California to Track Homelessness with New Data System

Published On: April 12, 2021

A new data system to monitor homelessness aims to inform funding and policies for California social services.

California unveiled a potentially groundbreaking website to analyze its homelessness crisis. The site is part of a new system to measure the impacts of homelessness, identify contributing factors, and chronicle homeless support initiatives.

California Gov. Gavin Newsom announced the Homeless Data Integration System (HDIS) on April 7, describing the site’s launch as part of the state’s ongoing campaign to curb housing insecurity. Newsom said the system will support policymakers and the public by providing a comprehensive analysis and an overview of initiatives underway to combat the problem.

“You can’t fix what you can’t measure and having a statewide data system will help us determine what’s working and what isn’t, the important insight we can use to create accountability and strengthen our response going forward,” Newsom said in a release.

The U.S. Department of Housing and Urban Development (HUD), reported California had a 6.8 percent increase in homelessness from 2019 and 2020 and a 16.2 percent increase between 2007 and 2020. The spike in homelessness is the greatest increase for any state in the US. California also has the most homeless residents at an estimated 161,000, according to the HDIS site.

The Homeless Coordinating and Financing Council (HCFC) developed the system that integrates data from California’s “Continuums of Care,” a group of 44 planning organizations that facilitate services for homelessness. The HCFC worked with the IT vendor Plante Moran to build the data system over the course of 15 weeks and at a cost of $1.2 million.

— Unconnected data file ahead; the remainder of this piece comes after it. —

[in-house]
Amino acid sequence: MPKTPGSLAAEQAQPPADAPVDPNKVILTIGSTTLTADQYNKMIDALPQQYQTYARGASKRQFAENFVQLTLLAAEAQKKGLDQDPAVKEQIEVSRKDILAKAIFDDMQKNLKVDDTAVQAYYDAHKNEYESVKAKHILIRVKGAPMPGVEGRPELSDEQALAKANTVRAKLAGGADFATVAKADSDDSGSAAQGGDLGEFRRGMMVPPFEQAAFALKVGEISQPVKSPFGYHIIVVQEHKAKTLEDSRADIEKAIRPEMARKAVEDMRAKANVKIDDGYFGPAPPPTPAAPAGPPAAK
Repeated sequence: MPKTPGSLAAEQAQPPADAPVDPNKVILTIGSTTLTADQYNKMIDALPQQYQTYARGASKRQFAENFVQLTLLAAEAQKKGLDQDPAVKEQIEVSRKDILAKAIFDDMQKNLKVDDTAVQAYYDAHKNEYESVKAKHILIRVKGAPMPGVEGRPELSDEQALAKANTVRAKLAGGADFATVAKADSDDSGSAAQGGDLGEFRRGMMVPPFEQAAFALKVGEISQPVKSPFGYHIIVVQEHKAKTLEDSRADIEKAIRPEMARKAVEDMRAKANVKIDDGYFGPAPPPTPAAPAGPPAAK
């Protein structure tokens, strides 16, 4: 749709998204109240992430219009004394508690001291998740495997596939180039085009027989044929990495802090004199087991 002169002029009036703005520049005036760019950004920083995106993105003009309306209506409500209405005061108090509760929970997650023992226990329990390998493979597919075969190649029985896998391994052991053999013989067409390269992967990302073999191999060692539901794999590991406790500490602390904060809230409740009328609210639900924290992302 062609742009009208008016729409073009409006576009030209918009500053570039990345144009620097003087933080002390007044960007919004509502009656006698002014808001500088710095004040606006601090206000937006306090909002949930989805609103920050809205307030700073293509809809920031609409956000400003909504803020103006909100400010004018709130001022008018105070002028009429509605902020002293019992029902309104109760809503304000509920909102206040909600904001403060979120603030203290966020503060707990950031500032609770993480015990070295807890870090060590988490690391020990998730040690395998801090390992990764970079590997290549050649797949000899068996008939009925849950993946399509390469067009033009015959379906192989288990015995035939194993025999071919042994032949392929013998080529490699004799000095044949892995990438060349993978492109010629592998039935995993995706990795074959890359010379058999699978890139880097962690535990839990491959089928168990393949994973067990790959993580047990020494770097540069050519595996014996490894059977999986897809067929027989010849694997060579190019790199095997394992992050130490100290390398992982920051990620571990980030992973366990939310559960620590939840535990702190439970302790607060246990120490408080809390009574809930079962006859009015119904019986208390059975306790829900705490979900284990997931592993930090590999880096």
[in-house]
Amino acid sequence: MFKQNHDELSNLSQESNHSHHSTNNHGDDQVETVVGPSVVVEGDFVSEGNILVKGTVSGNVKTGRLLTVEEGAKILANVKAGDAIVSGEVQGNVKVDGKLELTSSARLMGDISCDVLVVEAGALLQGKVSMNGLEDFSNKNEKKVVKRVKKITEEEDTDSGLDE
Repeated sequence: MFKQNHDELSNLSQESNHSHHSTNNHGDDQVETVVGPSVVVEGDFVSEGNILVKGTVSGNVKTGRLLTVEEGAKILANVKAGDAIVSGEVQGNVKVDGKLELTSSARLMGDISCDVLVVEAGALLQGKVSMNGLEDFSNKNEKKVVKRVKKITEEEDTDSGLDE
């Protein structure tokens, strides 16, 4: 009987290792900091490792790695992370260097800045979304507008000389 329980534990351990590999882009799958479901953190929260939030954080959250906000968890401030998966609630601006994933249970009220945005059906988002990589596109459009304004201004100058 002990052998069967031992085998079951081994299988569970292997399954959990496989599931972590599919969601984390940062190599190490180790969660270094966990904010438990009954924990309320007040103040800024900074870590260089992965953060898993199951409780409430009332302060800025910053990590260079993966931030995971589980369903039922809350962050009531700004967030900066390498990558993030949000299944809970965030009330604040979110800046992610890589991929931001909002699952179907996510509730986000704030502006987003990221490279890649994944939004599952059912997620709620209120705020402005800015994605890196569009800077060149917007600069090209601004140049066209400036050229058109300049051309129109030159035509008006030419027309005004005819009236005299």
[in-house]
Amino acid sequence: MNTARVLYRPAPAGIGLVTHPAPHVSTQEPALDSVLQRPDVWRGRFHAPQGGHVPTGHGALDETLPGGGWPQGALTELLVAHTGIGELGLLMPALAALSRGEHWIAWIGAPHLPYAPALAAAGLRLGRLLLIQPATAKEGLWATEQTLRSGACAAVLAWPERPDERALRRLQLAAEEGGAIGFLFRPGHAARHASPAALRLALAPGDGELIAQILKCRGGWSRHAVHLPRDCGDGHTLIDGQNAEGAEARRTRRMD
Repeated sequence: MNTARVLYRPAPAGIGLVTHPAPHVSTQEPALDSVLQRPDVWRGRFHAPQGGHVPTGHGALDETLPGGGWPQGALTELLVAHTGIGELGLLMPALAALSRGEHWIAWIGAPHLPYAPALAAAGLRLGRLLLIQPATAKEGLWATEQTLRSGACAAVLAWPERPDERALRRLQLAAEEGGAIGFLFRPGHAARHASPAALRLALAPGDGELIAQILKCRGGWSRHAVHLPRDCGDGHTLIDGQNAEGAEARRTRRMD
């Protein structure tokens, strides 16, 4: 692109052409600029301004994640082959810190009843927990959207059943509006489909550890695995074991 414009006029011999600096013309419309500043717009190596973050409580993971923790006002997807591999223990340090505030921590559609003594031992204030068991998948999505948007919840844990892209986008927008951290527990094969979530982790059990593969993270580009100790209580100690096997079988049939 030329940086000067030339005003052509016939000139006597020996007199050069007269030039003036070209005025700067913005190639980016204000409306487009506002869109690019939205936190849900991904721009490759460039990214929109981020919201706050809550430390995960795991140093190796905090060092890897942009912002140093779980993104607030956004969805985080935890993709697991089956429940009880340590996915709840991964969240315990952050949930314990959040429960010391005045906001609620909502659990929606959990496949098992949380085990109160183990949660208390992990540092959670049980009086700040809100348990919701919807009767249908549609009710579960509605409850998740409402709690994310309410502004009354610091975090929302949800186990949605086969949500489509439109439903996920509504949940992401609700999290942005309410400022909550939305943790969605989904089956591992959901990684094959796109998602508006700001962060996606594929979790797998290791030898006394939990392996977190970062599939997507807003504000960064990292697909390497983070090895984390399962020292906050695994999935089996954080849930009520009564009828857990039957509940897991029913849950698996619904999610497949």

State officials believe the single repository for data will enable agencies to answer previously unanswerable questions about what homeless services are used, who is accessing those services, and what interventions are most effective. This information will be coupled with data recording homelessness patterns, city homeless service demands, and inequities in homeless care.

“HDIS provides a foundational piece of the state’s data infrastructure,” said Joy
Bonaguro, the chief data officer at the California Government Operations Agency. “Before the HDIS, we had at best, an infrequent and piecemeal snapshot of the homeless challenges in California. With the HDIS we will have an ongoing and holistic picture of how we can assess and improve services for those experiencing homelessness.”

Among its statistics, HDIS reported more than 240,000 homeless had been served by local assistance providers in 2020, that 91,626 people moved into permanent housing, and 117,109 people “remained actively engaged” with services or shelter help — but had yet to find housing.

“From this data, we see some bright spots – [like] providing permanent housing to almost 100,000 homeless Californians every year and more than doubling our efforts to prevent people from becoming homeless in the first place,” Newsom said. “But we know there is more work to do.”

This work likely includes homelessness prevention and improving care so social services can retain program participants. The site recorded that more than 40,000 people in 2020 had disengaged with California services and returned to homelessness.

Despite work ahead, optimism is high. The launch received support from Senator Scott Wiener, chair of the Senate Housing Committee; Assemblymember David Chiu, chair of the Assembly Housing and Community Development Committee; Castro Ramírez, the secretary of Business, Consumer Services and Housing Agency (BCSH); as well as Jemine Bryon, deputy assistant secretary for Special Needs at the U.S. Department of Housing and Urban Development.

“This is a major step forward in our efforts to ensure every Californian has a roof over
their head,” Chiu said. “This is a tool that will help us hold state and local governments accountable for addressing our homelessness crisis.”

About the Author: Jason Shueh

Jason Shueh is a journalist and content strategist based in the San Francisco Bay Area. His work focuses on the tech sector, digital innovation, smart city growth, and entrepreneurship. He can be reached at jason at